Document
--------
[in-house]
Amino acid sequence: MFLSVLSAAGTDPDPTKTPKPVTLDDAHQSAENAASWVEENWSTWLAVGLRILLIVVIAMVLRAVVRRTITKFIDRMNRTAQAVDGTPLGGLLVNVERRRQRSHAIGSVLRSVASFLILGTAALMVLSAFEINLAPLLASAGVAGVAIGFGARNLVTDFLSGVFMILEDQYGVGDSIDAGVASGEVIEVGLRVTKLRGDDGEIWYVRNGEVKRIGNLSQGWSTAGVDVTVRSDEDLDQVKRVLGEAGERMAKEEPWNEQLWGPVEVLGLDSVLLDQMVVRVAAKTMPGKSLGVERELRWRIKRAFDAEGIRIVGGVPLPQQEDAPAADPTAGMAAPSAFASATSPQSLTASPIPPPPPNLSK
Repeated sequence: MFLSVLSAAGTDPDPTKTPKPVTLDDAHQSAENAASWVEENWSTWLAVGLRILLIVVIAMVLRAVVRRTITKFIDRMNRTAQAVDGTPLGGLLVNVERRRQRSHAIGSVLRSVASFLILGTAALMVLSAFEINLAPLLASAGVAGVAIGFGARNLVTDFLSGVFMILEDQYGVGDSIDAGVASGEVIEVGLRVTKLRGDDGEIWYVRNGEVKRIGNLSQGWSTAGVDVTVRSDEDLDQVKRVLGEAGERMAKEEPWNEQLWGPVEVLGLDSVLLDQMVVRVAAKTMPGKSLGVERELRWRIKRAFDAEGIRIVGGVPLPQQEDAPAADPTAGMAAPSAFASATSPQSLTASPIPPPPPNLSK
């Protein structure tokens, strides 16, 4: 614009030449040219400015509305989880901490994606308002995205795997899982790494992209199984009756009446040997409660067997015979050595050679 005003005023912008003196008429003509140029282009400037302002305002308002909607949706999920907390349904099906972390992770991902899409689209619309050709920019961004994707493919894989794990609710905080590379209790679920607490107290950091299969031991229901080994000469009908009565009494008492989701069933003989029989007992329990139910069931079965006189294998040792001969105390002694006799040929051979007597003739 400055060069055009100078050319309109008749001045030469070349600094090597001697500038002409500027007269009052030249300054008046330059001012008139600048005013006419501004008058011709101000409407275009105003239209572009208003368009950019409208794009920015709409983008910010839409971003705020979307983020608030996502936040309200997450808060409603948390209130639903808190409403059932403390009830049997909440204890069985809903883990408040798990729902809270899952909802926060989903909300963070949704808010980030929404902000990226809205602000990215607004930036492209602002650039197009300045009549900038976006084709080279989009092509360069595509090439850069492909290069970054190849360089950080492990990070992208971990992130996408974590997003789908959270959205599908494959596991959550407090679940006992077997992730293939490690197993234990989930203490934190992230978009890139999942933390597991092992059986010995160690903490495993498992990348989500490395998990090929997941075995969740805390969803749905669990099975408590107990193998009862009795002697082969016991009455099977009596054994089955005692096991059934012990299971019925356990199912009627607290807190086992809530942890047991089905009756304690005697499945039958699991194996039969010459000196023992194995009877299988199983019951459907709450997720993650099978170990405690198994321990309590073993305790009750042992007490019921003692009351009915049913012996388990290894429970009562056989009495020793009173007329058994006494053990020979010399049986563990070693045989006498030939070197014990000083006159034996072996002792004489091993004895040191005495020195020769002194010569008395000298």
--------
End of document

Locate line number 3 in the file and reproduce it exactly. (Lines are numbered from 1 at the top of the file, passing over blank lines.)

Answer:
Repeated sequence: MFLSVLSAAGTDPDPTKTPKPVTLDDAHQSAENAASWVEENWSTWLAVGLRILLIVVIAMVLRAVVRRTITKFIDRMNRTAQAVDGTPLGGLLVNVERRRQRSHAIGSVLRSVASFLILGTAALMVLSAFEINLAPLLASAGVAGVAIGFGARNLVTDFLSGVFMILEDQYGVGDSIDAGVASGEVIEVGLRVTKLRGDDGEIWYVRNGEVKRIGNLSQGWSTAGVDVTVRSDEDLDQVKRVLGEAGERMAKEEPWNEQLWGPVEVLGLDSVLLDQMVVRVAAKTMPGKSLGVERELRWRIKRAFDAEGIRIVGGVPLPQQEDAPAADPTAGMAAPSAFASATSPQSLTASPIPPPPPNLSK